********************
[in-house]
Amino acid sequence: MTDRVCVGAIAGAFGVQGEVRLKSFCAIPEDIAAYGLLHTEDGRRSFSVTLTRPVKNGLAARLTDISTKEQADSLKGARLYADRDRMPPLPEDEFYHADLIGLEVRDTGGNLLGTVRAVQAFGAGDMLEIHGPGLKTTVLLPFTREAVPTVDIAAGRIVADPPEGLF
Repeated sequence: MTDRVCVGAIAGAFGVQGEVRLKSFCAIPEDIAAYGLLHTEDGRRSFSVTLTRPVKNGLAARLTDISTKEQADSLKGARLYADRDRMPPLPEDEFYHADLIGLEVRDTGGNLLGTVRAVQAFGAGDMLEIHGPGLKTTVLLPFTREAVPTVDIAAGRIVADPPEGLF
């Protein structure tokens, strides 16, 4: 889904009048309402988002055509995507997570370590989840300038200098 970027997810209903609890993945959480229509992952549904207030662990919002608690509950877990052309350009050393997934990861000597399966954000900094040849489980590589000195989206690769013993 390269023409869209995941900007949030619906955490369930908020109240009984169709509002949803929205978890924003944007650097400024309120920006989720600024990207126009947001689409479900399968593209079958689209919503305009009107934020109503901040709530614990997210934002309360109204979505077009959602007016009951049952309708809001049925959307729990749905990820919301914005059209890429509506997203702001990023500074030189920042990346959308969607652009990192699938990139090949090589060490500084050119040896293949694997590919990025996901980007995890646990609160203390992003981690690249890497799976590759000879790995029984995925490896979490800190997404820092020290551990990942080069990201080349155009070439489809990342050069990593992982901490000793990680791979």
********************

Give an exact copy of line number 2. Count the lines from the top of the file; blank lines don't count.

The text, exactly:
Amino acid sequence: MTDRVCVGAIAGAFGVQGEVRLKSFCAIPEDIAAYGLLHTEDGRRSFSVTLTRPVKNGLAARLTDISTKEQADSLKGARLYADRDRMPPLPEDEFYHADLIGLEVRDTGGNLLGTVRAVQAFGAGDMLEIHGPGLKTTVLLPFTREAVPTVDIAAGRIVADPPEGLF